Does the law at present allow that freedom? Surely whatever is not specifically forbidden in law is allowed. (It is obviously impossible to make a comprehensive list of everything anyone might ever do and declare that it must or must not be done.) If at present people are free, in these ever less free United States, to serve whom they will and not be coerced to serve those they’d rather not, then the law Governor Brewer vetoed was superfluous.

Customers choose which business they will patronize without having to explain why they chose that one and rejected others. Why should business not have the same freedom of choice? A businessman might be foolish to turn away someone who wants to give him dollars in exchange for the merchandise or service he deals in, but he certainly should not be forced to serve anyone against his will.

Sheriff Arpaio, Western hero 1

Now that US District Judge Susan R. Bolton has emasculated the Arizona immigration law (best critical analysis of her ruling we’ve read so far is here), there’s some solace to be found in the determination of Sheriff Joe Arpaio of Maricopa County to do all he can to make Arizona as hot a perch as possible for “undocumented aliens”.

From Newsmax:

Arpaio, whose county includes most of the Phoenix metropolitan area, promotes himself as “America’s toughest sheriff.” He has limited county inmates to two meals a day, banned “sexually explicit material” in prison, reinstituted chain gangs, and set up a “tent city” as an extension of the Maricopa County Jail.

On Wednesday a judge blocked the most controversial sections of Arizona’s new law and put them on hold. The law will still take effect on Thursday, but without some of the provisions that angered opponents — including sections that required officers to check a person’s immigration status while enforcing other laws.

Nevertheless there are reports that opponents of the new law plan to block Arpaio’s jail on Thursday in an act of civil disobedience.

“There’s a rumor that they’re going to block our jails down the street,” Arpaio says in an exclusive Newsmax interview.

“You know what? They’re not going to block our jails. They’re going into the jail if they block our jail. I’m not going to succumb to these demonstrators keeping law enforcement from booking people in our jail. So we may have to take some action.”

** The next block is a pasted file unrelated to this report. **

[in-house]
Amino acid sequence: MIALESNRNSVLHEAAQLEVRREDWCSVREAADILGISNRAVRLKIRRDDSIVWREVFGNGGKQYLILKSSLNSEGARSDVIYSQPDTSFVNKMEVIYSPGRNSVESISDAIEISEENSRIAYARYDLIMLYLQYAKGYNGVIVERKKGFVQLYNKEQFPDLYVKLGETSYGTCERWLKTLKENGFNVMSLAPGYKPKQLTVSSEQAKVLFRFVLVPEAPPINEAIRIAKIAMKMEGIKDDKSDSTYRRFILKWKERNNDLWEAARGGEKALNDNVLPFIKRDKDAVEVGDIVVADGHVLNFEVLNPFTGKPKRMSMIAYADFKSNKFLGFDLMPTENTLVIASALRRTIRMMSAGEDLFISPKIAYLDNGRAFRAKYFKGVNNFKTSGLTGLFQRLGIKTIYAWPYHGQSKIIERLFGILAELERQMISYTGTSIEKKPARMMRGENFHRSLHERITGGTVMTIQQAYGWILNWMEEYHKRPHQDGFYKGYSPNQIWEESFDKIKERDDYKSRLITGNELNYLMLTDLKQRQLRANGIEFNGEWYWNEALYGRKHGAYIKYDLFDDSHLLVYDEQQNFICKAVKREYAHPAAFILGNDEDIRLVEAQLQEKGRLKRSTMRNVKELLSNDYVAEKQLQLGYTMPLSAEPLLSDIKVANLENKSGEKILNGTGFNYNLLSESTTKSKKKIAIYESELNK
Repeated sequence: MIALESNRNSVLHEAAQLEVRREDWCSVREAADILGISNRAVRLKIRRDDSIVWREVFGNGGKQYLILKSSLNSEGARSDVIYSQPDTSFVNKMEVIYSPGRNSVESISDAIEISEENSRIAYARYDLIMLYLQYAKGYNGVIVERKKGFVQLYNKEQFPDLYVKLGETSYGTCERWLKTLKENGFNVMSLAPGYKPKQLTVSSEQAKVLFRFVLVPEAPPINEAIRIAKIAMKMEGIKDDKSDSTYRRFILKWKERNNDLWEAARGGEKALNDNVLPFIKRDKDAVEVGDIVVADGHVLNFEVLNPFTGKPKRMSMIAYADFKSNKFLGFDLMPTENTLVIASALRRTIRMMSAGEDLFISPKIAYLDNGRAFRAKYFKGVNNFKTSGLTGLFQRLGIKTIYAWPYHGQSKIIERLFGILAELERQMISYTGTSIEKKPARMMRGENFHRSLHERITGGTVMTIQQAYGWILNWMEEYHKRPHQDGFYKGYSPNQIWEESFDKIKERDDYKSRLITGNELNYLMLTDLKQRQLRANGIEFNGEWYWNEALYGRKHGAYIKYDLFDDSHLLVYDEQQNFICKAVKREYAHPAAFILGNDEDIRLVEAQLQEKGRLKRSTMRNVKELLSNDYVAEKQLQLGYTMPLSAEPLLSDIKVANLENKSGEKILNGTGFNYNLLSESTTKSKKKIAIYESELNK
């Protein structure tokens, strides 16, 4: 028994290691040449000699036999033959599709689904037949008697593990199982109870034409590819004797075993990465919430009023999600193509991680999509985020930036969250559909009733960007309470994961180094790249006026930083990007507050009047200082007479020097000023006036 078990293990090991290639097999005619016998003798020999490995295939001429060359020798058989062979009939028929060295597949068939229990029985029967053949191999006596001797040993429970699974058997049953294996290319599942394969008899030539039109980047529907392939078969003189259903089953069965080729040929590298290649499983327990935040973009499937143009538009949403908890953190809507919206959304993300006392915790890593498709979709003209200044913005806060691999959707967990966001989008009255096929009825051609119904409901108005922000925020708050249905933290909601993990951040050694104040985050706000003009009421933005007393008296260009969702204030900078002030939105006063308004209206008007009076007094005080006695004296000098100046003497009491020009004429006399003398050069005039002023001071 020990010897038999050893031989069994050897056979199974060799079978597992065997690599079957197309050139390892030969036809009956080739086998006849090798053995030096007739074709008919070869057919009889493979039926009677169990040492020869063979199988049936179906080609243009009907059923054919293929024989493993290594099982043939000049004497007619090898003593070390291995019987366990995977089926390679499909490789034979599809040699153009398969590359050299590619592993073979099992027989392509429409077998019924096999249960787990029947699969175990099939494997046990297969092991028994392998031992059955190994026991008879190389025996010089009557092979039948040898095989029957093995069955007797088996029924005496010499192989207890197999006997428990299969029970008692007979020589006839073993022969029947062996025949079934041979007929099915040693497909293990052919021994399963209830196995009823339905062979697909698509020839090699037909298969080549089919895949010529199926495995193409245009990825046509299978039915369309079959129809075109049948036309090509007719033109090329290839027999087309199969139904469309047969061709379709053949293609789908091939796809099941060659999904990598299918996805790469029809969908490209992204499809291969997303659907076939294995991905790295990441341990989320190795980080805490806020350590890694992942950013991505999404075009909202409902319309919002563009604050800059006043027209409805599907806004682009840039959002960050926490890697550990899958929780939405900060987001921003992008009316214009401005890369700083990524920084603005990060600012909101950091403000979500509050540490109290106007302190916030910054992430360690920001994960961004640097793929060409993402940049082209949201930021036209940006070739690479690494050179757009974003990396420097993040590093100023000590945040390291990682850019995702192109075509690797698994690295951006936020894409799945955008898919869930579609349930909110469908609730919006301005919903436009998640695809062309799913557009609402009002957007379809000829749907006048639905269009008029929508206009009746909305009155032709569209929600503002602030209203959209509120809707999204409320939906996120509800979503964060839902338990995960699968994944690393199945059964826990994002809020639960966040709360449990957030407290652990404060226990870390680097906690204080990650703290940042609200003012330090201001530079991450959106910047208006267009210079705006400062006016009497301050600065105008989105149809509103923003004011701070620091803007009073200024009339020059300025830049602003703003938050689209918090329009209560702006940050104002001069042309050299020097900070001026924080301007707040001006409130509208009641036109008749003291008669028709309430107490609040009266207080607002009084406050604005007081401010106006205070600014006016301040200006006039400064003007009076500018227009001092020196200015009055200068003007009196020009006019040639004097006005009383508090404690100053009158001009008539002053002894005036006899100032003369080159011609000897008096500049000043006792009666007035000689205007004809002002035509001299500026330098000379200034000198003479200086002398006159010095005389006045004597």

Arpaio also vows to conduct a “crime suppression operation” on Thursday.

“This morning we raided another business and arrested five more illegal aliens with false identification. On Thursday we’re going to do our 17th crime suppression operation and go out with our volunteer posse and deputy sheriffs and catch criminals. We’ve done 16. Just by chance about two-thirds [of those arrested] happen to be here illegally.

“People say, why are you doing it on the day that the law may be put in effect? Well, should I wait? We’ve been enforcing the other state immigration laws and we’re still the only ones doing it. We’re going to continue doing our job.”

Arpaio was asked about concerns that the federal government will refuse to cooperate with a handoff of illegal aliens to the Immigration and Customs Enforcement agency after they are apprehended in Arizona.

“There’s been some rumbles that maybe ICE will not take the illegal aliens off the hands of law enforcement,” he responds.

“So we may have a little problem, but not that big, because most of the time we arrest illegal aliens we have them on another charge and we book them into our jail.

“After people do their time and we have them deported, if [ICE doesn’t] accept many of those people who are going to be deported, the only alternative is that they may be released on the street.

“So let’s see what the federal government does. I know they’re not happy with this new law. They’re not happy with me, because I had 100 deputies trained by Homeland Security, trained to work on the streets and function as federal officers, but they took that away when the new administration took office.”

There have been media reports that with the law taking effect, many Hispanics are moving out of Phoenix this weekend — as evidenced by a recent increase in yard sales to dispose of items before they move. Arpaio calls that “hype” and said “they have garage sales every week. Go into any Hispanic neighborhood and they’re having garage sales.

But a lot of them are moving out. I’d like to take a little credit for that, because they’re accusing me of breaking up families, they’re accusing me because people don’t want to go to church, they don’t want to go to school because they worry about the sheriff coming in and arresting people that are here illegally.

“Consequently many people have moved out. Of course they don’t all go to Mexico. They go to the sanctuary state called California and other states where they don’t care about illegal immigration. But many of them are moving out, moving back to their home country. That’s great. Now let [them] get the proper paperwork and come into this country legally.”